Los Angeles, California -
Los Angeles, CA – The number of prescriptions for opioid medications has decreased almost by half, according to a new report by the American Medical Association (AMA). Yet, the number of fatal opioid overdoses continues to rise. How can both be true?
According to Muse Addiction Treatment Center in Los Angeles, it’s not really a contradiction. The two opposite trends reflect the findings of law enforcement officials and the U.S. Centers for Disease Control and Prevention- that fatal overdoses are mostly caused by illicit fentanyl, fentanyl analogs, methamphetamine, and cocaine, not prescription opioids.
“The nation’s drug overdose and death epidemic has never just been about prescription opioids,” said AMA President Gerald E. Harmon, MD. “Physicians have become more cautious about prescribing opioids, are trained to treat opioid use disorder and support evidence-based harm-reduction strategies.”
According to the AMA’s 2021 Overdose Epidemic Report, physicians are writing 44.4% fewer prescriptions for opioids in the past decade; the number of prescriptions dropped nearly 7% from 2019 to 2020. The report also notes that healthcare providers have significantly increased the use of prescription drug monitoring programs (PDMPs), which are electronic databases used to detect prescription abuse. Prescribers used the databases more than 910 million times in 2020 compared to 750 million times in 2019, an increase of 21%.
“We use PDMPs as a tool, but they are not a panacea,” Harmon said. “Patients need policymakers, health insurance plans, national pharmacy chains, and other stakeholders to change their focus and help us remove barriers to evidence-based care.”
At the same time, the U.S. Drug Enforcement Administration (DEA) has warned of an “alarming increase in the availability and lethality of fentanyl-laced fake pills.” The agency recently announced the seizure of 1.8 million fentanyl-laced fake pills – enough to kill more than 700,000 Americans. The seizures by the DEA and partners in state and local law enforcement were among 9.5 million phony pills taken in the past year.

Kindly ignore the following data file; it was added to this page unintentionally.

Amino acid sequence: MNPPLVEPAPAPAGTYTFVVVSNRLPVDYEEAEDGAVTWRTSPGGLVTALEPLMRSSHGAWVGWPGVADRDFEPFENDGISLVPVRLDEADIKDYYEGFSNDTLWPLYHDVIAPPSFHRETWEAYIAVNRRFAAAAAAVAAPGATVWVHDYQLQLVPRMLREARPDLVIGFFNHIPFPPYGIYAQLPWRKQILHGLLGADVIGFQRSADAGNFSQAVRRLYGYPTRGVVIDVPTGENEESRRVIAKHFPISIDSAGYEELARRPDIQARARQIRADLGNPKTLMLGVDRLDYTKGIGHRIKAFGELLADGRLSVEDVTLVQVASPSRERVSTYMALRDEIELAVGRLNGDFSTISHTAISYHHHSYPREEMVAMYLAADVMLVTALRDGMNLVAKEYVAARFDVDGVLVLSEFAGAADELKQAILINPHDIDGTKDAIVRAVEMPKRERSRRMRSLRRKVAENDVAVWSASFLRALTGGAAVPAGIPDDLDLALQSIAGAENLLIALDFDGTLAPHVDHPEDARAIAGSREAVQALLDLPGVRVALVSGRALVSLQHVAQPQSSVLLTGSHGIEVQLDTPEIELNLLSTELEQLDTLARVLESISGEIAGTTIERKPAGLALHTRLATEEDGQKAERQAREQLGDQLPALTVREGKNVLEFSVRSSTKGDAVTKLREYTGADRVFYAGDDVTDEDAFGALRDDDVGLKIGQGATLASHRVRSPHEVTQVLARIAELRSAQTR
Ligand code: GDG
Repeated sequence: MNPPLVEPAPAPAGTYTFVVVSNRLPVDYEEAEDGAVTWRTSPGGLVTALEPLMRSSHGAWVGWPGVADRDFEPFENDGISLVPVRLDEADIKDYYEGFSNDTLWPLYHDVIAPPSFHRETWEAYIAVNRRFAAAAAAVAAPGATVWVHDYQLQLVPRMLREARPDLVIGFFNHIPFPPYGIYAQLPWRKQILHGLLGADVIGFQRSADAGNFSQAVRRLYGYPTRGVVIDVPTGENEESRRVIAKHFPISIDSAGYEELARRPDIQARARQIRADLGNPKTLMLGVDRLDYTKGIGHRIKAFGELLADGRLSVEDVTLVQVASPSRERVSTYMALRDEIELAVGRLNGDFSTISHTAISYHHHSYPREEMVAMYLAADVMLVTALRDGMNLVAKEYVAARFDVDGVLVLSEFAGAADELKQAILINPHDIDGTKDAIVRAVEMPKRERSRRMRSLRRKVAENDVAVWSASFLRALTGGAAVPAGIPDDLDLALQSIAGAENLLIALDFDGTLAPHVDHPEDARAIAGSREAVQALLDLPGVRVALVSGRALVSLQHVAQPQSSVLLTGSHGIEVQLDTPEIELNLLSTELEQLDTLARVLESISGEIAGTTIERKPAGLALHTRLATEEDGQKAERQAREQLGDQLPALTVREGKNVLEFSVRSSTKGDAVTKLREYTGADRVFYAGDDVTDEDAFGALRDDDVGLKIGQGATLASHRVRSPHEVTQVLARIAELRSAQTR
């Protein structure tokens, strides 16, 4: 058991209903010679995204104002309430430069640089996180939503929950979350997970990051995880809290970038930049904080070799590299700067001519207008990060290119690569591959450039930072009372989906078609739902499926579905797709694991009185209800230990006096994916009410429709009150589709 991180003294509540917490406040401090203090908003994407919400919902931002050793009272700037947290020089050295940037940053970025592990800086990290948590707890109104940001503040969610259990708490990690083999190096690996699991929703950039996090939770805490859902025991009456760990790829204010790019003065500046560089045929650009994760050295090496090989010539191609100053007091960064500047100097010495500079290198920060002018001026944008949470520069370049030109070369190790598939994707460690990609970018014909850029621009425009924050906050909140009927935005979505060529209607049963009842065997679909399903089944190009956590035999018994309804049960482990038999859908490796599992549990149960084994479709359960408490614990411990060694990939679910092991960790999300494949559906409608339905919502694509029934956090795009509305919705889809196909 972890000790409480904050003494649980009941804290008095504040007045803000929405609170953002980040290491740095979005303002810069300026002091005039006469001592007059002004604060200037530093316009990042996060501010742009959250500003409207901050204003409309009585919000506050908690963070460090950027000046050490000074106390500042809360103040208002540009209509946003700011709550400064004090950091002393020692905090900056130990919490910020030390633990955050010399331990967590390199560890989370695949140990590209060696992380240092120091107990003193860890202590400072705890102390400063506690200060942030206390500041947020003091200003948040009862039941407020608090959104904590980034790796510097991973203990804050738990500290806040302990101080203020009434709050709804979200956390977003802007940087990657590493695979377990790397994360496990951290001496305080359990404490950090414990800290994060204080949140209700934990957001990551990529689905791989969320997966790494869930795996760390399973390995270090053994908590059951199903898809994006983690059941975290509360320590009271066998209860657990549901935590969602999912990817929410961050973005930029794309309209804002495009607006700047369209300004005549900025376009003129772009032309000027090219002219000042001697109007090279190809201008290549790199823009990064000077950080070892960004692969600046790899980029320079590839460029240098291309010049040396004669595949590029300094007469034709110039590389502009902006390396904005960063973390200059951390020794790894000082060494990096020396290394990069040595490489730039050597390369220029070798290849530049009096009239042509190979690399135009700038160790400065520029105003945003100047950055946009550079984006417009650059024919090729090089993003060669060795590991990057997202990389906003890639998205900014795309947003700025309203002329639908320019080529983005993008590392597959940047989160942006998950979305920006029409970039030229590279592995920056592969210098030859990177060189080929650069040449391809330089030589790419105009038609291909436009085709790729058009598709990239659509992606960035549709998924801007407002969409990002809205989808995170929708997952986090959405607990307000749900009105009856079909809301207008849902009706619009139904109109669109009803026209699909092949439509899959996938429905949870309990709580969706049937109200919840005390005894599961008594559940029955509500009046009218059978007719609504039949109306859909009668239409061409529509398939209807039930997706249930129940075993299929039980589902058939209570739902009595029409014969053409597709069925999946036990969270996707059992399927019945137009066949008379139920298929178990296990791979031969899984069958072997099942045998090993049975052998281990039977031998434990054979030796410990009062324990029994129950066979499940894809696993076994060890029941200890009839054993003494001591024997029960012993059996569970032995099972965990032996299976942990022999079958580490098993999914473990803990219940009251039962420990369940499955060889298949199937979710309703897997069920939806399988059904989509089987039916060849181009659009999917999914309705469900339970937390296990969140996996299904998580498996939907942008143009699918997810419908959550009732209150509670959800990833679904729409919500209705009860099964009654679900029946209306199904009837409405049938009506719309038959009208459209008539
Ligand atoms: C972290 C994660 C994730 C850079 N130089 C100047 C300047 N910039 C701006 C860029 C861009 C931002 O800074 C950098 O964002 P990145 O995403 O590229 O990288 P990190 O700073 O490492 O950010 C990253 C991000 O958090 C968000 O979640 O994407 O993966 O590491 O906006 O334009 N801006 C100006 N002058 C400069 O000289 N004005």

The fentanyl fakes are designed to appear identical to legitimate prescription drugs like Oxycontin®, Percocet®, Vicodin®, Adderall®, Xanax®, and other medications. They are widely available through black market sources such as social media, e-commerce, and the “dark web,” in addition to traditional distribution networks. Those that mimic opioids like Oxycontin® were responsible for three-quarters of the more than 93,000 fatal drug overdoses in the United States in 2020. According to DEA, the number of fake pills containing fentanyl has jumped nearly 430% since 2019.
The AMA report calls for a shift in thinking about the opioid epidemic so that patients with a legitimate need can get relief through appropriately managed prescriptions. “Until further action is taken,” Harmon said, “we are doing a great injustice to our patients with pain, those with a mental illness, and those with a substance use disorder.”
Among other solutions, the report also recommends enacting laws and regulations to increase access to medications treating opioid use disorder.
Medication-assisted treatment is one of the approaches used at Muse Treatment Center, a Los Angeles-based alcohol and drug rehab center that provides treatment for substance use disorders and related mental health issues. Customized programs use evidence-based methods to help clients discover the root causes of their addictions and develop healthy ways of living without chemical assistance. They include dual diagnosis treatment, in which addiction is not the primary condition but a symptom of a more profound emotional or psychological disorder.
Anyone seeking help for themselves or a loved one can speak to an addiction treatment specialist at any time by visiting Muse Treatment online or calling 800-426-1818.
SOURCE: Press Advantage [Link]